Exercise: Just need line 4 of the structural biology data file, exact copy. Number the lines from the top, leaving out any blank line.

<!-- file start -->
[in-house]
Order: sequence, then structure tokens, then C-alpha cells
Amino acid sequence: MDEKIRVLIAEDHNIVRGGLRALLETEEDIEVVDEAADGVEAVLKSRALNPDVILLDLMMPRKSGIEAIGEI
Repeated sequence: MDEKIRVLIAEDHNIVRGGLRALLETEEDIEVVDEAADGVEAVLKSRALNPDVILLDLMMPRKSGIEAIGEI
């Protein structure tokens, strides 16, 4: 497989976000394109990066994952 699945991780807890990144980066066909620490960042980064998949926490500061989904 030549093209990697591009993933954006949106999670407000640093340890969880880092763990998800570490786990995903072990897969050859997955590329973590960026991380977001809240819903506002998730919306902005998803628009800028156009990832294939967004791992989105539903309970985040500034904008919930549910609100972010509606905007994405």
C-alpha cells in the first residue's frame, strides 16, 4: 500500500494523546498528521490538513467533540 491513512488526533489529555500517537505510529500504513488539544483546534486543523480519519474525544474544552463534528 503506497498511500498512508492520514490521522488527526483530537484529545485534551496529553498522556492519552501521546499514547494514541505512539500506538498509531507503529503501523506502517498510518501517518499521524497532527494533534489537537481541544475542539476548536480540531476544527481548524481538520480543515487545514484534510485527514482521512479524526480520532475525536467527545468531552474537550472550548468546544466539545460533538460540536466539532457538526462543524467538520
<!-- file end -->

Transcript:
Repeated sequence: MDEKIRVLIAEDHNIVRGGLRALLETEEDIEVVDEAADGVEAVLKSRALNPDVILLDLMMPRKSGIEAIGEI